4. Pistis Sophia and the Creation of the Universe.  Of course, at some point, there has to be a differentiation between that part of infinity which has been explored by the Aeons, and that part which has not.  The part which has not is the Realm of Ignorance, also called the Outer Darkness; no knowledge yet exists of this realm.  Because the process unfolding within the Pleroma must include all possibilities, the possibility that one of the Aeons will try to explore the realm of ignorance without returning to the source also arises.  Sophia, or Wisdom, a manifestation of Barbelo the Mother and the emanation farthest from the source of the Limitless Light, while hanging out at the border between the Pleroma and the Realm of Ignorance, has the desire to explore the Outer Darkness without returning to the Source (iterating). She does so in Good Faith (Pistis), but it’s not necessarily the best idea.

Her desire to expand into the Outer Darkness without returning to the source results in the birth of the Demiurge, the Creator God of the World of Forms.  Sophia’s action thrusts him into the Outer Darkness.  Within this Realm of Ignorance, the Demiurge and his assistants, the Archons, begin to ape the process of emanation which they can detect, imperfectly, within the realms above. They can’t do it with material that’s known to the Aeons, that has been “activated” through iteration; they have to do it with the dark, unknown gunk already in the Outer Darkness. This gunk is matter.

This all makes sense if you think about it. 

5. Chaos Theory and Gnostic Myth.  This mythology actually has parallels in mathematics.  If you can stomach not-too-difficult math, fractal geometry works really well as a metaphor for the Gnostic creation myth.  In chaos math, fractals are generated by way of iteration. As an example, suppose you have a system governed by the formula x2+1=y, and begin the iterative process by giving x a value of 1. To iterate, you’d solve for y, and then replace x with your result for the next number. So, if x’=1, then our first y will be 2 — (1) 2+1=2. We’d then take x=2, and our new y is (2) 2+1=5. Our next would be (5)2+1=26, etc. etc. Taking x and y as coordinates on a graph, you can map your iterations. In this case, it’d be a line that shoots to infinity to the upper right, no matter how many times the function is iterated. This is the way iterated systems are graphed. In this example, you have an ordered system, which wouldn’t really represent what we all think of when we think of fractals.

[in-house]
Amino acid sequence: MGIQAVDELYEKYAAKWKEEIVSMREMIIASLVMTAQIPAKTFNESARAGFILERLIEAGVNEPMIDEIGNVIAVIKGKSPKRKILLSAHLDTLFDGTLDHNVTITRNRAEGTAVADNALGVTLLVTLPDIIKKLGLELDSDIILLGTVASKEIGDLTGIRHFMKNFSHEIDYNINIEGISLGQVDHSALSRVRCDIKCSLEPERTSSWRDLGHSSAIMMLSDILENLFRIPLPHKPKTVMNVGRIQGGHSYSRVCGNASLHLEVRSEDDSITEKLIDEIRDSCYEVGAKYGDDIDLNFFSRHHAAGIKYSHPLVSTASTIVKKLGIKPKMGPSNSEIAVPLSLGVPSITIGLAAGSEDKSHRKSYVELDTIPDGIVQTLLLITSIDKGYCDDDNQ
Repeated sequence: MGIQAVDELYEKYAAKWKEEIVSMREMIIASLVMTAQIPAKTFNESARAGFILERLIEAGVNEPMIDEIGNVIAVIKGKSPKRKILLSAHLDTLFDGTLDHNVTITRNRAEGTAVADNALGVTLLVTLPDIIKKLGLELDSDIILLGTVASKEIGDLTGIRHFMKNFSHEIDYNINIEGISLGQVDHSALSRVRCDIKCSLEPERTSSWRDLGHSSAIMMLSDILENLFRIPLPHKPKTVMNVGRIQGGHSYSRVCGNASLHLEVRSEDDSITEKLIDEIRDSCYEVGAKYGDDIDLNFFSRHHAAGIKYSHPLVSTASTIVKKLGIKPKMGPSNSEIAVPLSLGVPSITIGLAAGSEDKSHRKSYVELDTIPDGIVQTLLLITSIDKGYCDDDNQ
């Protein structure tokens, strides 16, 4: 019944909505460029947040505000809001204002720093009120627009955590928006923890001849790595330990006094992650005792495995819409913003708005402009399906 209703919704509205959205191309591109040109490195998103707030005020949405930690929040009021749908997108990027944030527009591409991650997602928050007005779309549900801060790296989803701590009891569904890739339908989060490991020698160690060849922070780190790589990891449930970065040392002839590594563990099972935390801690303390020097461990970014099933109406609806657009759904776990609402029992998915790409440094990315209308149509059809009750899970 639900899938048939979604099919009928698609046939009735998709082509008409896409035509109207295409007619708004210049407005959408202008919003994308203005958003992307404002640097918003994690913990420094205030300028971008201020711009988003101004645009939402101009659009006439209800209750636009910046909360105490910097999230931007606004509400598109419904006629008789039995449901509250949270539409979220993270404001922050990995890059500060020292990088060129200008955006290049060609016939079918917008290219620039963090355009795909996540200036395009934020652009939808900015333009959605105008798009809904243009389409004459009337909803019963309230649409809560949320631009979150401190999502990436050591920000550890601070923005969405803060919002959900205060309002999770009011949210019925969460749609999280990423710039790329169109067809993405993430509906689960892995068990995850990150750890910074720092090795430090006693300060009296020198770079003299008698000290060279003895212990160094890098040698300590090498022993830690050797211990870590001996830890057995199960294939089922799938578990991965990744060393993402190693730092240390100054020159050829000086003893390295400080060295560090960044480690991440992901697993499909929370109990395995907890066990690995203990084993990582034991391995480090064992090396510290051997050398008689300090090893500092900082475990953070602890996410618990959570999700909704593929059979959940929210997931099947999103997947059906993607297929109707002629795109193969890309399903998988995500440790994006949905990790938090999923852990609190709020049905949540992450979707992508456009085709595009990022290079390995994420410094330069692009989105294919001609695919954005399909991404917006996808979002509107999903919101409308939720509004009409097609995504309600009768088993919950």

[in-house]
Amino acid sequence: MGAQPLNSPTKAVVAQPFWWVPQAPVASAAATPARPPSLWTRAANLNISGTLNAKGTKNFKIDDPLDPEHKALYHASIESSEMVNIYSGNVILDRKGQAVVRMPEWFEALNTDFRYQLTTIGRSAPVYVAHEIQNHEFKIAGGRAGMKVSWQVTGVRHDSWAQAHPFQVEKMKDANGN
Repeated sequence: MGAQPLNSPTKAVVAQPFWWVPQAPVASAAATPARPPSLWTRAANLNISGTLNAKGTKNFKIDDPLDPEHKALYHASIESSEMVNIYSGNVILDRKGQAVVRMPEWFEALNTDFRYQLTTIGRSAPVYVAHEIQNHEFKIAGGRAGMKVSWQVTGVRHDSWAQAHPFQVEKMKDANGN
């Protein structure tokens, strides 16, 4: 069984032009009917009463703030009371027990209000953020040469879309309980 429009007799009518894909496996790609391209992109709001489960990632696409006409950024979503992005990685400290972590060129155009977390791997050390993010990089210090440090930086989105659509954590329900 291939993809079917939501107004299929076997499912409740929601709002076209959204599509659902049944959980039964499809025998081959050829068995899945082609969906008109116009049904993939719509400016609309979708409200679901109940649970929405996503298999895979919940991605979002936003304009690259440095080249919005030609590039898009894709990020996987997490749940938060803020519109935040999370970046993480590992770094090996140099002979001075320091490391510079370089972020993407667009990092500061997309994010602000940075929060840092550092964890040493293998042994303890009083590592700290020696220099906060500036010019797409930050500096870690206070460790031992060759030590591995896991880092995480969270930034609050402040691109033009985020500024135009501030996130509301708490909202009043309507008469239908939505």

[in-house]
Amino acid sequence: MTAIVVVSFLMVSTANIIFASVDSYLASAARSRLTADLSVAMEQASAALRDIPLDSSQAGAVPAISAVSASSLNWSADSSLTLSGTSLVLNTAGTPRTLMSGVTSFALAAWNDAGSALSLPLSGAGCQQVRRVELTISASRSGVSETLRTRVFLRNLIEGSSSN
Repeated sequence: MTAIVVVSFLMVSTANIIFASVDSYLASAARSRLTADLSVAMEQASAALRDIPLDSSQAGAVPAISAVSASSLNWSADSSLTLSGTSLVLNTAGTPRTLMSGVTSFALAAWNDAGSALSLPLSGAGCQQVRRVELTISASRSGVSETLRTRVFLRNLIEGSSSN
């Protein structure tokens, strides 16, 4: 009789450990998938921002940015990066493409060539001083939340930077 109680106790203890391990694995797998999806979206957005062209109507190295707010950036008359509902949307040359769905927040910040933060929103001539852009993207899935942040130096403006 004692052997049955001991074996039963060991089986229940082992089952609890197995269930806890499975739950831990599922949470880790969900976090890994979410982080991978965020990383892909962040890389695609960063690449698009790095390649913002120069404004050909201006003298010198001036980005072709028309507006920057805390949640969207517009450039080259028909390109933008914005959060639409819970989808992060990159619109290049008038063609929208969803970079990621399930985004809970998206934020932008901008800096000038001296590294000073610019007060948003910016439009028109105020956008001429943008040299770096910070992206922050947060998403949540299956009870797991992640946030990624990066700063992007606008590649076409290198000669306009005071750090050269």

Now, a fractal occurs when a seemingly random element is introduced into the system– essentially, when an integer is no longer whole. For example, let us take our x2+1=y, but instead of starting at 1, we’ll start at 1.081.

x y
01.081 2.168561
2.168561 5.702656810721
5.702656810721 33.520294700862607220539841

Repeat this iteration about a million times and then restart with about a million different initial values, and you’ve got a fractal.  This is why fractals weren’t really discovered/developed until the modern era– you need a computer to repeat all of the millions of iterations needed to graph the fractal.

This is an important issue that goes largely unrecognized because of our habit of estimation and rounding when it comes to mathematics (our Good Faith in mathematics). It illustrates that a teensy, tiny alteration of a function way back at the beginning of the iterative process can cause radical change in the function later down the road. Suppose you’re calculating air traffic control patterns based on records from the past ten years and you decide to round 1.00045 down to 1. Might make sense in the short term, but once that 1.00045 value kicks in down the road, you can be in serious trouble, as the results produced via the function deviate in the extreme from the predicted values.

So how does this fit in with Gnostic creation myth?  As I mentioned above, the process of creation is described in Gnostic texts is an iterative process. The Limitless Light emanates two aspects, which return to the Limitless Light and emanate four aspects, and so forth. There is an equation here, which is a mystical variation on y=x2, and every time a y variable is produced, it returns to the Limitless Light in order to continue the process.

Until, that is, we get to Sophia. Sophia emanates without returning to the Limitless Light– she runs the function without iterating– in essence, she estimates a value (in Good Faith) instead of getting the proper value from the source. It’s as though instead of iterating 15, she iterates 14.00036485. This produces a random element: the Demiurge, Yaldabaoth.